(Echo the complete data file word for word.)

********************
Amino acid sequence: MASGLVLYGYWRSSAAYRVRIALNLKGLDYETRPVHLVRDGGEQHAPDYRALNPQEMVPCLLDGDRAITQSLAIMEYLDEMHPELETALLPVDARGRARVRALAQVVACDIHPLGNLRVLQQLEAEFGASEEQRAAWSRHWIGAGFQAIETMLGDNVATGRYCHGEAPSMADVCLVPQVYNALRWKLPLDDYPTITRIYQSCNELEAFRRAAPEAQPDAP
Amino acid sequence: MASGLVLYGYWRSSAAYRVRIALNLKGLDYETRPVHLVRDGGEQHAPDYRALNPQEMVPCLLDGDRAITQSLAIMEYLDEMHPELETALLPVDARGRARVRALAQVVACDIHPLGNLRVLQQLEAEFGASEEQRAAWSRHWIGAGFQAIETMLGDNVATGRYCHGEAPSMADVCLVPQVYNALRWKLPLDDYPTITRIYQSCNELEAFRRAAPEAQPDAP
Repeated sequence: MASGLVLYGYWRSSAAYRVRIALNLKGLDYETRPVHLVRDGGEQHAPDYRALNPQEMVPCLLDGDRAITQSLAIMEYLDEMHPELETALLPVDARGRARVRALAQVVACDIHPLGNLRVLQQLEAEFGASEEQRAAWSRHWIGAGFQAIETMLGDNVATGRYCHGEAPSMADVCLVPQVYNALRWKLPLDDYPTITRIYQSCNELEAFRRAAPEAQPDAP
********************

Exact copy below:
Amino acid sequence: MASGLVLYGYWRSSAAYRVRIALNLKGLDYETRPVHLVRDGGEQHAPDYRALNPQEMVPCLLDGDRAITQSLAIMEYLDEMHPELETALLPVDARGRARVRALAQVVACDIHPLGNLRVLQQLEAEFGASEEQRAAWSRHWIGAGFQAIETMLGDNVATGRYCHGEAPSMADVCLVPQVYNALRWKLPLDDYPTITRIYQSCNELEAFRRAAPEAQPDAP
Amino acid sequence: MASGLVLYGYWRSSAAYRVRIALNLKGLDYETRPVHLVRDGGEQHAPDYRALNPQEMVPCLLDGDRAITQSLAIMEYLDEMHPELETALLPVDARGRARVRALAQVVACDIHPLGNLRVLQQLEAEFGASEEQRAAWSRHWIGAGFQAIETMLGDNVATGRYCHGEAPSMADVCLVPQVYNALRWKLPLDDYPTITRIYQSCNELEAFRRAAPEAQPDAP
Repeated sequence: MASGLVLYGYWRSSAAYRVRIALNLKGLDYETRPVHLVRDGGEQHAPDYRALNPQEMVPCLLDGDRAITQSLAIMEYLDEMHPELETALLPVDARGRARVRALAQVVACDIHPLGNLRVLQQLEAEFGASEEQRAAWSRHWIGAGFQAIETMLGDNVATGRYCHGEAPSMADVCLVPQVYNALRWKLPLDDYPTITRIYQSCNELEAFRRAAPEAQPDAP